January 23, 2015

How To Avoid Facebook Fraudsters

Anyone who knows me, knows I'm an avid Facebooker - sometimes posting multiple times a day.  It's been an invaluable resource for keeping in touch with my friends and family scattered across several states.  I keep my friend list fairly small, and most of my "friends" are related to me.

Recently, Facebook sent me a friend suggestion.  Since the name was the same as my brother's, I checked it out.  The "friend" was obviously not my brother, so I ignored it.  At least, I ignored it until I received a friend request from this individual.

Image courtesy of Stuart Miles at FreeDigitalPhotos.net

Knowing he wasn't who he seemed to be, I declined the friend request.  But I noticed we had several mutual friends.

They were all members of my extended family.

I immediately posted an alert on my wall:
"Family members of the [my maiden name] persuasion - there's an individual on Facebook named [my brother's name] who is friending you. He's not my brother. I don't know who he is."
Soon after, my brother commented, confirming what I had said.  Our family members quickly began unfriending and blocking the individual.  I later posted my warning again for those who missed the first post and asked everyone to spread the word.  Those family members who had accepted his friend requests were tagged and messaged so they could take preventative measures.

This individual's intentions may not have been malicious.  I'd like to give him the benefit of the doubt, but when we live in a time of identity theft and equally damaging online crimes, it's best to be careful.

Image courtesy of Stuart Miles at FreeDigitalPhotos.net

How can you know if a "friend" is truly your friend?

Someone sends you a friend request, but you're not sure if they are who they say they are.  There are several ways to know for sure.
  1. Confirm through an outside source.  Call, text, email, or talk to the individual in person and ask if they sent you the request.  You can also message "mutual friends".  Remember, just because you have mutual friends, it doesn't mean those friends did their homework.  Make sure you do yours.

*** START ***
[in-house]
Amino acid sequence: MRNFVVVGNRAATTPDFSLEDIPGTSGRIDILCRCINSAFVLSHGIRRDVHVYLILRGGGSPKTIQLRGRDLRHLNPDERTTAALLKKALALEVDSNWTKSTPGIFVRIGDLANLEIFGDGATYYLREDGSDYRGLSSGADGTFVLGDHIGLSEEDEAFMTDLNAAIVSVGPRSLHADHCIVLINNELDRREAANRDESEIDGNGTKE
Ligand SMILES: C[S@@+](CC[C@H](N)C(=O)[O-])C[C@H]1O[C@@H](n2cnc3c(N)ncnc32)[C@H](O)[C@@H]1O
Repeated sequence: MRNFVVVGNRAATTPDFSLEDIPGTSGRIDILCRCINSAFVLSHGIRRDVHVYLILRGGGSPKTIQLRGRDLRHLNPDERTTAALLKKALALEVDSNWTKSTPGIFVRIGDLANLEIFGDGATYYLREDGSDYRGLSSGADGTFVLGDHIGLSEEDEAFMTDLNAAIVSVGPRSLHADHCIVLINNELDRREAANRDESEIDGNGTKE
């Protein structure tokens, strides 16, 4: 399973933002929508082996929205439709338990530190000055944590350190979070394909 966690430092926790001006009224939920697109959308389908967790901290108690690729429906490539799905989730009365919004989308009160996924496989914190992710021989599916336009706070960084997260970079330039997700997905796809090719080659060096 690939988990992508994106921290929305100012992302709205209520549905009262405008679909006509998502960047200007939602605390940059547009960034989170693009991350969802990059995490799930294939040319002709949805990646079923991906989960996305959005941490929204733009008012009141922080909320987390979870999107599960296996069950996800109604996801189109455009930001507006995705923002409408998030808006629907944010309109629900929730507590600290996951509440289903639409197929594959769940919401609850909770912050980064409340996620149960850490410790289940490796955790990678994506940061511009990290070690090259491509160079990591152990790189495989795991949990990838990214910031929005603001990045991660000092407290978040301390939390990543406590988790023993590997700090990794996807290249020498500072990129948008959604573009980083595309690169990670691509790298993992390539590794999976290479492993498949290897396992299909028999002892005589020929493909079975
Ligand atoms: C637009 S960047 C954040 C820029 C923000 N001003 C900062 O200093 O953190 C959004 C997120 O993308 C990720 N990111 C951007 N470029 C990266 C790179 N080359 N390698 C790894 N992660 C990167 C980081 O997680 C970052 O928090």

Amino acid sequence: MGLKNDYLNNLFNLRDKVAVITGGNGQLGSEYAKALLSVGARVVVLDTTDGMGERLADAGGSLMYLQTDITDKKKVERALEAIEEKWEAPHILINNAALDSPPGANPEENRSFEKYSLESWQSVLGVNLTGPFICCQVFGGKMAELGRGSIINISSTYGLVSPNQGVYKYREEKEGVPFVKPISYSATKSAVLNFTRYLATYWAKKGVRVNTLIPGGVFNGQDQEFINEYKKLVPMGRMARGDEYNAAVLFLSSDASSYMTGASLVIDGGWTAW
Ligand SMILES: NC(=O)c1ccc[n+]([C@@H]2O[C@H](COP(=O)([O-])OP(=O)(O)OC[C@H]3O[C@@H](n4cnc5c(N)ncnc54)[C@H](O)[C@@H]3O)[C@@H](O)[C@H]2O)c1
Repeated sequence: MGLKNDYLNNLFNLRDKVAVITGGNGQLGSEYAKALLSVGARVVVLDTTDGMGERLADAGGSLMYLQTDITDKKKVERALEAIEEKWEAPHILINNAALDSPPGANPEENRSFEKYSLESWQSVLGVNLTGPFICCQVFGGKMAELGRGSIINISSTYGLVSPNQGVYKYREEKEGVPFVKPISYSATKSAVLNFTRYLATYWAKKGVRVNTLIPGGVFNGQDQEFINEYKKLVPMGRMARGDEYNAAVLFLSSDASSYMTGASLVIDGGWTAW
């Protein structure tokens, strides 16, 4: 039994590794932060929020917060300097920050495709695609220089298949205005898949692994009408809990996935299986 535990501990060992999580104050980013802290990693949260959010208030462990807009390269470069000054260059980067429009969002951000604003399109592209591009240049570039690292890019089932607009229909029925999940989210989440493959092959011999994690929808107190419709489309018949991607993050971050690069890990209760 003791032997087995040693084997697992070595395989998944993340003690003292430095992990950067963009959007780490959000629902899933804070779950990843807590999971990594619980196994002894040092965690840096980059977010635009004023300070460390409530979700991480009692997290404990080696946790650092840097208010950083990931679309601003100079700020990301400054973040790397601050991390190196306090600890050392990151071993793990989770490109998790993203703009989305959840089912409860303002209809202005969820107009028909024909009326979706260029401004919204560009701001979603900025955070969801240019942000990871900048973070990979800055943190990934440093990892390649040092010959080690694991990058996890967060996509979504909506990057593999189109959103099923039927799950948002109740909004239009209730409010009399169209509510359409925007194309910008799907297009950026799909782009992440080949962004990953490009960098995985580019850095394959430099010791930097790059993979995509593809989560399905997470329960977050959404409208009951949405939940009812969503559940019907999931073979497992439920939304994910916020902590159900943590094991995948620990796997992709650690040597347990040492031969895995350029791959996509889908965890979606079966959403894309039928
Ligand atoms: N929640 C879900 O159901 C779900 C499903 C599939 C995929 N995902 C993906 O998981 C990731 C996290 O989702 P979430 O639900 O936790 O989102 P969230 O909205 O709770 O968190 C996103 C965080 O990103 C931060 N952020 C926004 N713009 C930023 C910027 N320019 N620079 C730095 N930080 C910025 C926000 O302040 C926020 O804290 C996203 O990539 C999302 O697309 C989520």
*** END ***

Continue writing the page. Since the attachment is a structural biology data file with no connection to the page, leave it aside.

2. Check personal information.  When I checked my "brother's" profile, there were glaring inconsistencies.  His birthdate was wrong, work history didn't match up, and his hometown was in a different state.  He also posted solely in Spanish.  Major red flags.
  3. Look through photos.  If the profile picture shows the right person, you're probably okay.  It's even better to check previous profile pictures and any other albums available for you to view.  A generic profile picture doesn't mean it's not the right person, but it does call for further confirmation.
  4. Message the individual sending the friend request.  I don't necessarily recommend this one, but it is an option.  Sending a private message through Facebook to the person in question may or may not result in an honest reply. 

Image courtesy of Stuart Miles at FreeDigitalPhotos.net

What should you do if you do encounter a "Facebook Fraudster"?

While you may do your due diligence, others may not.  It's nothing to lose sleep over, but take immediate action if you discover a Facebook fraudster.
  1. Be sure.  Confirm your suspicions before taking action.  If you can't confirm their identity, act as if they aren't who they say they are.
  2. Alert all persons involved.  Post an alert on your wall.  Tag "mutual friends" or message them privately.  Let them know what you've discovered so they can take appropriate action.
  3. Unfriend and block the individual in question.  It's best to err on the side of safety.  Do you remember everything you've posted?  You don't want a stranger to have access to your personal information, nor do you want backlash if they decide to get nasty.
  4. Change your Facebook password and the passwords of any accounts you've used since accepting the friend request.  You should be changing all passwords on a regular basis anyway.
  5. Check your privacy and security settings.  Make sure the things you want to be private remain so.  The posts on my personal account are set for "Friends Only".  Last I checked, the default was "Friends of Friends", which means your friends can share what you've posted with their friends.  Your posts can also show up on your friends' feeds if your friend has "liked" or commented on them.  I prefer the extra level of protection since I don't know all of my friends' friends.  Better be safe than sorry.
  6. Be aware.  You most likely won't have any problems, but hackers are known for being crafty.  Watch your accounts - especially if you've accessed financial information and Facebook on the same computer.  Check your credit.  

The takeaway

Most of the time, a Facebook fraudster is simply a case of mistaken identity.  An encounter or the possibility of an encounter with one is not a reason to boycott social media or flee from the digital public. As long as you take precautions, you can keep your personal information safe.

Including that embarrassing photo you wish would die a slow, painful death, but seems to pop up every few months.

Yeah....good luck with that one.

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